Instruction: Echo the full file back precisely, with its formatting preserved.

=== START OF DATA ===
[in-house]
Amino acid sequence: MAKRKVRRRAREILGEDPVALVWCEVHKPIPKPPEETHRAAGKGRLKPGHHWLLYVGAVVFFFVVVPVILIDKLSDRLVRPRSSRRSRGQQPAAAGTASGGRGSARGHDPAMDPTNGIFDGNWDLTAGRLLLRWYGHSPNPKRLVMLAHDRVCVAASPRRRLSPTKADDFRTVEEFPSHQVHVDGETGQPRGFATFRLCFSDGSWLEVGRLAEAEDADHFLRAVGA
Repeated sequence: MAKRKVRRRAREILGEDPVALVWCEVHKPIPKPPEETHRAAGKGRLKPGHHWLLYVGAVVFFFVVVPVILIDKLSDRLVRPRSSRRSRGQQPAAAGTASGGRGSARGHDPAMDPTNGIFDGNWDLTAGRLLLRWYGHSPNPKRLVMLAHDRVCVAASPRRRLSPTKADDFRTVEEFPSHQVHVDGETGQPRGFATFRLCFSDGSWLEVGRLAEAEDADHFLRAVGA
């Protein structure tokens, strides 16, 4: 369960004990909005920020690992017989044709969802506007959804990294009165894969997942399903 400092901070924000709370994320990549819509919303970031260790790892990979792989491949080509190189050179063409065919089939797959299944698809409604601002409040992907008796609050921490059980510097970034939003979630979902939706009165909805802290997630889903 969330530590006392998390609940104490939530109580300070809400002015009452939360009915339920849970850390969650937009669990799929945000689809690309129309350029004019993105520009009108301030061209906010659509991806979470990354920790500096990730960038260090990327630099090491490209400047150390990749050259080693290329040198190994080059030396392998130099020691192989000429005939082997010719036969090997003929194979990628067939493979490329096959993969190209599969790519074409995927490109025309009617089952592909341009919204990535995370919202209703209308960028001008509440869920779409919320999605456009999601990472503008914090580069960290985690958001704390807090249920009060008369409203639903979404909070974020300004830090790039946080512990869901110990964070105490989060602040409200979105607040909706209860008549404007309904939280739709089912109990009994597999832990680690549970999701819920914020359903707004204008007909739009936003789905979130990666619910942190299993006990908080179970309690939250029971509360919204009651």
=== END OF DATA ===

[in-house]
Amino acid sequence: MAKRKVRRRAREILGEDPVALVWCEVHKPIPKPPEETHRAAGKGRLKPGHHWLLYVGAVVFFFVVVPVILIDKLSDRLVRPRSSRRSRGQQPAAAGTASGGRGSARGHDPAMDPTNGIFDGNWDLTAGRLLLRWYGHSPNPKRLVMLAHDRVCVAASPRRRLSPTKADDFRTVEEFPSHQVHVDGETGQPRGFATFRLCFSDGSWLEVGRLAEAEDADHFLRAVGA
Repeated sequence: MAKRKVRRRAREILGEDPVALVWCEVHKPIPKPPEETHRAAGKGRLKPGHHWLLYVGAVVFFFVVVPVILIDKLSDRLVRPRSSRRSRGQQPAAAGTASGGRGSARGHDPAMDPTNGIFDGNWDLTAGRLLLRWYGHSPNPKRLVMLAHDRVCVAASPRRRLSPTKADDFRTVEEFPSHQVHVDGETGQPRGFATFRLCFSDGSWLEVGRLAEAEDADHFLRAVGA
């Protein structure tokens, strides 16, 4: 369960004990909005920020690992017989044709969802506007959804990294009165894969997942399903 400092901070924000709370994320990549819509919303970031260790790892990979792989491949080509190189050179063409065919089939797959299944698809409604601002409040992907008796609050921490059980510097970034939003979630979902939706009165909805802290997630889903 969330530590006392998390609940104490939530109580300070809400002015009452939360009915339920849970850390969650937009669990799929945000689809690309129309350029004019993105520009009108301030061209906010659509991806979470990354920790500096990730960038260090990327630099090491490209400047150390990749050259080693290329040198190994080059030396392998130099020691192989000429005939082997010719036969090997003929194979990628067939493979490329096959993969190209599969790519074409995927490109025309009617089952592909341009919204990535995370919202209703209308960028001008509440869920779409919320999605456009999601990472503008914090580069960290985690958001704390807090249920009060008369409203639903979404909070974020300004830090790039946080512990869901110990964070105490989060602040409200979105607040909706209860008549404007309904939280739709089912109990009994597999832990680690549970999701819920914020359903707004204008007909739009936003789905979130990666619910942190299993006990908080179970309690939250029971509360919204009651």